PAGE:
Book 48 Zodiac

Zodiac by Neal Stephenson fulfilled the “Book with a Zodiac Sign or Astrology Term in Title” of the PopSugar 2019 Reading Challenge.
Okay, I cheated a little on this one. I understand the intention of the category and I tried to honor it. I started a cozy mystery about an astrologist. After about ten pages, I put the book down.
Astrology…I…ugh. No offense intended, but it’s hooey. I’m a scientist by nature and not much of a spiritual person. I’m able to suspend belief for some things. Fantasy and science fiction with new ideas and questioned principles are like food for me. I devour them in droves. But a real person living in the real world who thinks Mercury will affect their choices as a rational human being? Uh, no. I just can’t.
Without dumping on anyone’s belief system but I can say, it’s not for me. Reading a whole book about it is out of the question. Instead, I read an Eco-Thriller by a science fiction writer. Here, zodiac—an astrological term—is the name of the boat he uses as he chem-tests the Boston Harbor for pollutants.
Sangamon Taylor is a chemist on a mission. His official title at work is Asshole, and it’s his job to make corporations feel uncomfortable about their toxic waste. He runs missions through his employer, GEE—The Group of Environmental Extremists—to stop pollution in the harbor and other places like Niagara Falls and the Jersey Shore. Taylor is dedicated to his job, sacrificing much of his personal life to pursue the trail. He’s kinda obsessed, which is why we like him.
The tale wanders from mission to mission with the overarching plot fading away at points. It is Mr. Stephenson’s second book so I don’t ding him too much for that. (I’ve read a few of his books. In fact, a certain handsome sailor bought me Snow Crash on our first date. I think I knew right then he was Mr. Right.) The action in Zodiac builds to a great crescendo. I won’t spoil but plots twists, things go deeper, and heroes save the day. I love a story with a happy ending.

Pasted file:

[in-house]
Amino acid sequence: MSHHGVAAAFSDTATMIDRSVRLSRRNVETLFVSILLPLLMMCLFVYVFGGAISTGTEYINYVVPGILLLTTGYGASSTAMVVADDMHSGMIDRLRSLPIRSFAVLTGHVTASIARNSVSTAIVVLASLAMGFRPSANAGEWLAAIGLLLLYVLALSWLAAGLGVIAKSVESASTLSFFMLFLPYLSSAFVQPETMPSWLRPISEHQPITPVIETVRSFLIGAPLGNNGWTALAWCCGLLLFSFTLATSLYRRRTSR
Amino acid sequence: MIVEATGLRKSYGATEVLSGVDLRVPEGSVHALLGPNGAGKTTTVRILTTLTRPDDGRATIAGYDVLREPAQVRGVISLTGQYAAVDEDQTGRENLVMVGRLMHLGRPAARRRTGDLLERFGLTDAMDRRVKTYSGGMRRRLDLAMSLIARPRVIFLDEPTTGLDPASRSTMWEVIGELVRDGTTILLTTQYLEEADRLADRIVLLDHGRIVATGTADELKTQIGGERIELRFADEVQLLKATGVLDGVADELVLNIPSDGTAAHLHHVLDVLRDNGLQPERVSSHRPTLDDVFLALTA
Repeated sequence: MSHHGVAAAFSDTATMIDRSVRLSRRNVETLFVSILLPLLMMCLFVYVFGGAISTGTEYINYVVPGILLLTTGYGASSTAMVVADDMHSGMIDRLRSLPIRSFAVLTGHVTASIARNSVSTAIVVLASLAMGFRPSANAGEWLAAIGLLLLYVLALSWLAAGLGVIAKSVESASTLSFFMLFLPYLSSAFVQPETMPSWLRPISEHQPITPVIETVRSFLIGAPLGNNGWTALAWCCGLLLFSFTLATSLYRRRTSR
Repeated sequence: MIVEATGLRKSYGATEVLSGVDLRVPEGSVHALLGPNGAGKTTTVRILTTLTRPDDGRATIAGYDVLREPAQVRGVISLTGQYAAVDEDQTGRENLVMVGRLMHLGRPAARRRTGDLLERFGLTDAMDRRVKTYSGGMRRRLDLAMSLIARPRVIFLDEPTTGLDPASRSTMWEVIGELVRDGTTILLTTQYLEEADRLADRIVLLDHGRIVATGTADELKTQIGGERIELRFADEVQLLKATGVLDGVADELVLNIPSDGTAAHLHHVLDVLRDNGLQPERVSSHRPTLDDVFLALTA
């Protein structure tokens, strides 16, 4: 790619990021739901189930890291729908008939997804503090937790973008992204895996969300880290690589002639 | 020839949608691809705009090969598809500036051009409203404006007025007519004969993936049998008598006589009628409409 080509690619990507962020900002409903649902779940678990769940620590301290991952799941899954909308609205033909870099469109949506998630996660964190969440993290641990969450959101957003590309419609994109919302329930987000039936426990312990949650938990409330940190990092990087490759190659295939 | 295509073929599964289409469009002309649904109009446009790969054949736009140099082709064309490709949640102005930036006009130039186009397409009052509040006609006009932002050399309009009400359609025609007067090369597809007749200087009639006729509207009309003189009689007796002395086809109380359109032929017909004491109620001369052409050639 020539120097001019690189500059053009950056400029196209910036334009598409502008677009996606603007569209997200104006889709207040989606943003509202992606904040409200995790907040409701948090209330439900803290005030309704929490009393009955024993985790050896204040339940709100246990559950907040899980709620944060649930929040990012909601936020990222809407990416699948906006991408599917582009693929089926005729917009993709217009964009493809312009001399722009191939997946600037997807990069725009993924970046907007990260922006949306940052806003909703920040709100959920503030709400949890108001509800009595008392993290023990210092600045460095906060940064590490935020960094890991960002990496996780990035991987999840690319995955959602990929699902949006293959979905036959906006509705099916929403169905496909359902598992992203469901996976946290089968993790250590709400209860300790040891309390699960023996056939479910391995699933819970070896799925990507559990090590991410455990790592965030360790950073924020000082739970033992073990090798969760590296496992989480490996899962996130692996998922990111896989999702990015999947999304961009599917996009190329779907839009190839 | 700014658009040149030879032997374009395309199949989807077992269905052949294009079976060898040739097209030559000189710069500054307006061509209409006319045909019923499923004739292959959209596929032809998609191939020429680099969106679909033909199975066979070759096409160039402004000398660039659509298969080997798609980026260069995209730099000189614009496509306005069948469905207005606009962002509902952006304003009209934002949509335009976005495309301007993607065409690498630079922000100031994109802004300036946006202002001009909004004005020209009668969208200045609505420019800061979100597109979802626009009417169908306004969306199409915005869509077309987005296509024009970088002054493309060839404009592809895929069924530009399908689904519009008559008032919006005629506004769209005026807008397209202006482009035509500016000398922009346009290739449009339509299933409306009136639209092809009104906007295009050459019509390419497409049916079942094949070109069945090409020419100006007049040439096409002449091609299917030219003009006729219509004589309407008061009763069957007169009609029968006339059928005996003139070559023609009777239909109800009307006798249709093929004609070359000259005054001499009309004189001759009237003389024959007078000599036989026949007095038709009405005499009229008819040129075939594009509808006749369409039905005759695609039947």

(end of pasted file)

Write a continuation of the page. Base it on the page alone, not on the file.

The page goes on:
When I read the publication date, it surprised me. The novel came out in 1988 and the content is still relevant. Due to political changes in our EPA, I’m sure more pollutants are ending up in our lakes, streams, and rivers. I don’t know how clean Boston Harbor is today versus 1988, but there is work to do. New York state recently had to deal with PCBs in the Hudson River. That was a major political mess.
Might I mention the hint of cli-fi in the book? My husband and I argue fiercely whether this fits into the climate science fiction genre. I say hell, yes. The idea of bioengineering endangering the whole planet strikes a chord with other climate fiction I’ve read. No spoilers but psst, if the hurricane that started the chain reaction was huge because of global warming
So, even today, we still need eco-warriors who are as dedicated, sometimes extreme, and “assholish” as Sangamon Taylor.
Protagonist, Sangamon Taylor, made the book for me. (Not to be confused with Hiro Protagonist from Snow Crash—yes that was the character’s name.)We see the whole thing through his eyes. Never once did I question his motives, dedication, or intentions. Establishing from the beginning that the main character is obsessed with a tiny bit of crazy helps compel the story along.
     I give Zodiac by Neal Stephenson Five Darth Vader Dive Suits and ask for your forgiveness with my blatant misuse of the category.

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